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I want to write an efficient awk script that will take a file similar to the excerpt shown below and print a certain line (for instance, the line beginning with "Time (UTC):") from each matching record. I believe there's a better way than what I've done in the past to do this.

Example file (sorry I don't know how to put blank lines in the code box. They're represented by "BLANK LINE"):

Processor: Some_Proc
Capsule abortion no 32
Time (UTC): Fri Jun 15 06:25:10 2012
CapsuleId: 1704167
CapsuleName: SomeAppProc
Reason: Assertion "Reason1"  
BLANK LINE
Processor: Some_Proc
Capsule abortion no 33
Time (UTC): Fri Jun 15 06:25:10 2012
CapsuleId: 1704168
CapsuleName: SomeAppProc
Reason: Assertion "Reason2"  
BLANK LINE
Processor: Some_Proc
Capsule abortion no 34
Time (UTC): Fri Jun 15 06:25:10 2012
CapsuleId: 1704168
CapsuleName: SomeAppProc
Reason: Assertion "Reason1"

Previous code example (sorry I don't know how to preserve indentation in this forum I tried 8 spaces, but that didn't work)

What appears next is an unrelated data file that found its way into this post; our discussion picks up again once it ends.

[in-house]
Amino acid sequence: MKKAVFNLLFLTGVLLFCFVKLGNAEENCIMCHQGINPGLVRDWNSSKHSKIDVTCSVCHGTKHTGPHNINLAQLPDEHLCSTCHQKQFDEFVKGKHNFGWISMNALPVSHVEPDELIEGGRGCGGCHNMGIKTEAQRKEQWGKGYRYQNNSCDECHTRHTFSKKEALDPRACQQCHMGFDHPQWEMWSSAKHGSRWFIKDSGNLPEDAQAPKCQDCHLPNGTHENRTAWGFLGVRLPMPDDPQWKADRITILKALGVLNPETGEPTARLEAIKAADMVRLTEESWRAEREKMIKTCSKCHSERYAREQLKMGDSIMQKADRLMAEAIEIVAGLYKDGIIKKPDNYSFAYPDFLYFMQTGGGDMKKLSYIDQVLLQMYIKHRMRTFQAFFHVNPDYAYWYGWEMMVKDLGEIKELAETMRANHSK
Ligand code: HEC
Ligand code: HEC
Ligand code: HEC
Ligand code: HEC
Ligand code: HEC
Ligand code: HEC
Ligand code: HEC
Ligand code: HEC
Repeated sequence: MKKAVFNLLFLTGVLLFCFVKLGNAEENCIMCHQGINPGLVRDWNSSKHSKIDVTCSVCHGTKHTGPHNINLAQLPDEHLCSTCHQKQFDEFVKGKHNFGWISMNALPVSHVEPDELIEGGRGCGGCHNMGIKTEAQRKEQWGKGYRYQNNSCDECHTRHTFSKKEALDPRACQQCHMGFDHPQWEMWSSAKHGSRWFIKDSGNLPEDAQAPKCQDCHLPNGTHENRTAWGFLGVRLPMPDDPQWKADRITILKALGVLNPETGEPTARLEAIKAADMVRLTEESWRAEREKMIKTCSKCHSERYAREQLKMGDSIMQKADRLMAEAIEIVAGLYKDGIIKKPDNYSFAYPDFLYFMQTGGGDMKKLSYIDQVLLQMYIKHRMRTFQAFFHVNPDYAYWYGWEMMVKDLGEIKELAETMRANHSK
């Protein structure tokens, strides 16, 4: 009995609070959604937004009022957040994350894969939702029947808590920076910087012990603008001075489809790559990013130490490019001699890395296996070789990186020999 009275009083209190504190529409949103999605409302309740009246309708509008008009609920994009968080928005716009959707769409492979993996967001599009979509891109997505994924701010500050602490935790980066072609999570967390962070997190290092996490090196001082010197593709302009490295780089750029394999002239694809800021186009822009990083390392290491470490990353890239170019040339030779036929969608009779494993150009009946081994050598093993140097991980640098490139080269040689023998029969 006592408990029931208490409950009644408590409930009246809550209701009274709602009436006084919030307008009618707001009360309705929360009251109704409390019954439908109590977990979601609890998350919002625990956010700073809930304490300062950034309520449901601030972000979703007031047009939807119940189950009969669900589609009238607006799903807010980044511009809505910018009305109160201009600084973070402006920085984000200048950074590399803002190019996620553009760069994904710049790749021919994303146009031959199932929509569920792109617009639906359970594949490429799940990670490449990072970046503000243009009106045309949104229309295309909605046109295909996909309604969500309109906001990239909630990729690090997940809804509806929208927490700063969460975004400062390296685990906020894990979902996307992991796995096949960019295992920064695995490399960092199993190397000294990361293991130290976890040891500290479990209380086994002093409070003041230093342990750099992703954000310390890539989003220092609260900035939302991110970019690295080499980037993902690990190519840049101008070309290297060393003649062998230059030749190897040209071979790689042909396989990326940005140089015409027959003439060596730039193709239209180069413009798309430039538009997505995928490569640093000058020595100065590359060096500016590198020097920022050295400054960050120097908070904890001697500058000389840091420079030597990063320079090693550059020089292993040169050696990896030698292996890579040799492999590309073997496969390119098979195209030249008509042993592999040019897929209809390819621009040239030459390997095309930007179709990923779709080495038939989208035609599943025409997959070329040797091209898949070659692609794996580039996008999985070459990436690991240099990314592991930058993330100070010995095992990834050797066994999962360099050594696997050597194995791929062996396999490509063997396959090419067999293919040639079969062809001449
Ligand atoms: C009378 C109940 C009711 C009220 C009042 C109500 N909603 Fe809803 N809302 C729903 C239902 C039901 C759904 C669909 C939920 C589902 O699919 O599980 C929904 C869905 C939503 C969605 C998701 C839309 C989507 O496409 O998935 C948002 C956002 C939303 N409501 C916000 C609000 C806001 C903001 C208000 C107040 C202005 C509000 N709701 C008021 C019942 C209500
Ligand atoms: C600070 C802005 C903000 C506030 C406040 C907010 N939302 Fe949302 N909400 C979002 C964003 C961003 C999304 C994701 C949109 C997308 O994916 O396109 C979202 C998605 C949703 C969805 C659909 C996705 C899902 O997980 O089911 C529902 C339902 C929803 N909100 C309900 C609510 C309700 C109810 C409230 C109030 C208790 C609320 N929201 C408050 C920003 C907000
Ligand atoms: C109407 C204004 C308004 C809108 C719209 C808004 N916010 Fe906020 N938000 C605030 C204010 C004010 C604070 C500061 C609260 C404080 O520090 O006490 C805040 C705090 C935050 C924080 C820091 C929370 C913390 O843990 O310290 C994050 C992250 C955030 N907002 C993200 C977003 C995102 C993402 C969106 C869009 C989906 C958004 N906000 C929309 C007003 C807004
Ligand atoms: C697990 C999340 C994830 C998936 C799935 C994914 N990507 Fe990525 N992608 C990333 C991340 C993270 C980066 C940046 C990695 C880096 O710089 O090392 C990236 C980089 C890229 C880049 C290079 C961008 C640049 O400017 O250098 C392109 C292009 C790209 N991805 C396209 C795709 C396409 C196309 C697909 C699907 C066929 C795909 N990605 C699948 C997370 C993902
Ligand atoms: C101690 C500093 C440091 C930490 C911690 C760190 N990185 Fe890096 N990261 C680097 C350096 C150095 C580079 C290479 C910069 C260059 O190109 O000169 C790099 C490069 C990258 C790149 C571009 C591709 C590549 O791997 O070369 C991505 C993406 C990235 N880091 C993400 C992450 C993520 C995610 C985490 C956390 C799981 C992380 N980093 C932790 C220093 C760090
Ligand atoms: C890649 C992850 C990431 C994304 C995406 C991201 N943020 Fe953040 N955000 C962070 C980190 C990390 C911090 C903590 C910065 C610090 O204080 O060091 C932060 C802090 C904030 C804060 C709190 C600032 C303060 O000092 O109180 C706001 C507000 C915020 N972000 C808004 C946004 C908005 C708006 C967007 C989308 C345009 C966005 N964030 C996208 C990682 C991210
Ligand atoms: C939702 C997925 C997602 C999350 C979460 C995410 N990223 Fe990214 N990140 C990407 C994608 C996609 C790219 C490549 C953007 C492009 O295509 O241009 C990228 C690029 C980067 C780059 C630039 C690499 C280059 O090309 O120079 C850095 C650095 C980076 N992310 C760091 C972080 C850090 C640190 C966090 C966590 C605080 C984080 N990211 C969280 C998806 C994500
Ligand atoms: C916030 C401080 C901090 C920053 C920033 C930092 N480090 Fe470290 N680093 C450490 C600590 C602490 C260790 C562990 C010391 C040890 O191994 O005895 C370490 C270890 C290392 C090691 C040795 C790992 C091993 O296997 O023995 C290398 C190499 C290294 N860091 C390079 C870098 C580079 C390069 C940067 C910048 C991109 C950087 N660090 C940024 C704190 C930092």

BEGIN {
    RS=""  #Each record is a "paragraph"
    FS="\n" #Each field is a line
}

/Reason1/ {
    # print $3  would work if it always shows up on the third line
    # but the following for loop should find it if it's on a different line
    for (i=1;i<=NF;i++) {
        if ($i ~ /^Time.*/) {
            print $i
            next
        }
    }
} 

Is there more efficient way to print the line if it doesn't always occur in the same order?

Thanks

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2 Answers

up vote 1 down vote accepted

How about something like this?:

BEGIN { reset(); }
END { reset(); }
$0 == "" { reset(); }
/^Reason:/ && $3 == "\"Reason1\"" { found = 1; }
/^Time \(UTC\):/ { time = $0; }

function reset() {
  if (found) { print time; }
  found = 0;
  time = "(unknown)";
}

And then just use the default record separator of newline. What this does is note the time and reason fields as they get read and then prints out the time at the end of each matching record.

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It seems a good solution for me. I would have used the same approach to the problem. I would use break instead of next because you want to stop the loop once found the line. The next instruction has little sense because it executes next cycle of the loop, the same if it wasn't there.

for (i=1;i<=NF;i++) {
    if ($i ~ /^Time.*/) {
        print $i
        break
    }
}
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I haven't tried the code, but I was trying to use the command that will stop processing the current record and continue to the next record. –  Rusty Lemur Jul 10 '12 at 18:54
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